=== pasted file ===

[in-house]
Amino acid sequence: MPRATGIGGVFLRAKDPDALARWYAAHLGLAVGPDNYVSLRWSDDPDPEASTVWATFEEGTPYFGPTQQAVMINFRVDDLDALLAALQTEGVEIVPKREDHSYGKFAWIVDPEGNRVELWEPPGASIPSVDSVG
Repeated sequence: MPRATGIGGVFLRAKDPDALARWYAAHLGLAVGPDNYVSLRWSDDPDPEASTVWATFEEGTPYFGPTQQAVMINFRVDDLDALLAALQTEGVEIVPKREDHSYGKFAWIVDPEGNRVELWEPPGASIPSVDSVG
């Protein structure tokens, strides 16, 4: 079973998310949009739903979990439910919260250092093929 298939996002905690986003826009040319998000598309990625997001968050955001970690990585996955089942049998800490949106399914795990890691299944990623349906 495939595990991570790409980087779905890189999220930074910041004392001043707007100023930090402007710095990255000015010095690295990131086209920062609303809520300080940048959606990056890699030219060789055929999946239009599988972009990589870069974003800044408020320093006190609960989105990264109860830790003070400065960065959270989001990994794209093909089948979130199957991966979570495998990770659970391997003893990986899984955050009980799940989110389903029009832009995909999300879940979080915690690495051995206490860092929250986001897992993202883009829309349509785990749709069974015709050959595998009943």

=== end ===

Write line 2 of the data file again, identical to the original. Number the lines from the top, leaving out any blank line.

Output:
Amino acid sequence: MPRATGIGGVFLRAKDPDALARWYAAHLGLAVGPDNYVSLRWSDDPDPEASTVWATFEEGTPYFGPTQQAVMINFRVDDLDALLAALQTEGVEIVPKREDHSYGKFAWIVDPEGNRVELWEPPGASIPSVDSVG